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"You need have no fear of any failure" -- the life and explorations of Percy Fawcett
December 29, 2011 10:51 PM   Subscribe

The London Geographical Journal, the preeminent publication in its field, observed in 1953 that “Fawcett marked the end of an age. One might almost call him the last of the individualist explorers. The day of the aeroplane, the radio, the organized and heavily financed modern expedition had not arrived. With him, it was the heroic story of a man against the forest.” Fawcett was none other than Percival "Percy" Harrison Fawcett, British soldier, trained as a surveyor of unknown lands, doubling as a British spy. But his true love was exploration, and not simply to mark boundaries on a map. His final goal was the same that had been the demise of many explorers: a mighty lost civilization in South America.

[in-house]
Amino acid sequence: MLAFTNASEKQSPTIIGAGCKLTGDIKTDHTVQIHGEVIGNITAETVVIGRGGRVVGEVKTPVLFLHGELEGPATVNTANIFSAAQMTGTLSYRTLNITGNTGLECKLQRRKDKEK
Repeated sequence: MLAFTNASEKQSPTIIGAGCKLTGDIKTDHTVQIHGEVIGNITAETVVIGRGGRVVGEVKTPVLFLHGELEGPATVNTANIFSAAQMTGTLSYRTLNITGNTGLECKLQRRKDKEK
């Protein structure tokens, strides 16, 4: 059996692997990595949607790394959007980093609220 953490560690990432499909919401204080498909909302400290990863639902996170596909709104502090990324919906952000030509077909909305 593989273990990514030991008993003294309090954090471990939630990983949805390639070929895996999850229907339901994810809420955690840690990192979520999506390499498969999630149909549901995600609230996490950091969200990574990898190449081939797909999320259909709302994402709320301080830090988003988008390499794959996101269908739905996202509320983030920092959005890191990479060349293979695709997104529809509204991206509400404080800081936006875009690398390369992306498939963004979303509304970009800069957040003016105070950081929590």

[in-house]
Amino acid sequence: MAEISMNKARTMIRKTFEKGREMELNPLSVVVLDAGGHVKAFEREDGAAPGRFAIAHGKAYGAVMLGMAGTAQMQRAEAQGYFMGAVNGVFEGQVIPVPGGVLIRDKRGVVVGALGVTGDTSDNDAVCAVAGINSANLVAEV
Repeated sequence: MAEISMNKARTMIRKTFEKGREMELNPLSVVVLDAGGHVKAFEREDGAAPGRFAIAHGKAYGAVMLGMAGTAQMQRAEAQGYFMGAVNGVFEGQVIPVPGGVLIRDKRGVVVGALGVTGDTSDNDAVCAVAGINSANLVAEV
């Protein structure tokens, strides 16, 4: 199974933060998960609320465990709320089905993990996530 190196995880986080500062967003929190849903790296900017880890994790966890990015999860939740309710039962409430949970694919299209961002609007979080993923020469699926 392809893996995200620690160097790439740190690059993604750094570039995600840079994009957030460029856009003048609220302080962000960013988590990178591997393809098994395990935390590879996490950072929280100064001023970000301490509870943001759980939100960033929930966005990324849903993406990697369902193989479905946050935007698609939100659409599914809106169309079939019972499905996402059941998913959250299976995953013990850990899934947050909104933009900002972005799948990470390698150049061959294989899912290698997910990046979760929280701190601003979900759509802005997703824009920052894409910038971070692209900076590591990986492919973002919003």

Percival Fawcett was the son of Edward Boyd Fawcett, a Victorian aristocrat born who in India, and was a first-class cricket player for a time. Percy's mother, Myra Elizabeth MacDougall, was also born in India, and the couple married in England. Edward was a member of the Royal Geographical Society of London (Google books). Though Percy followed his father in this aspect, he looked up to his older brother, Edward Douglas Fawcett, who had a colorful life of his own.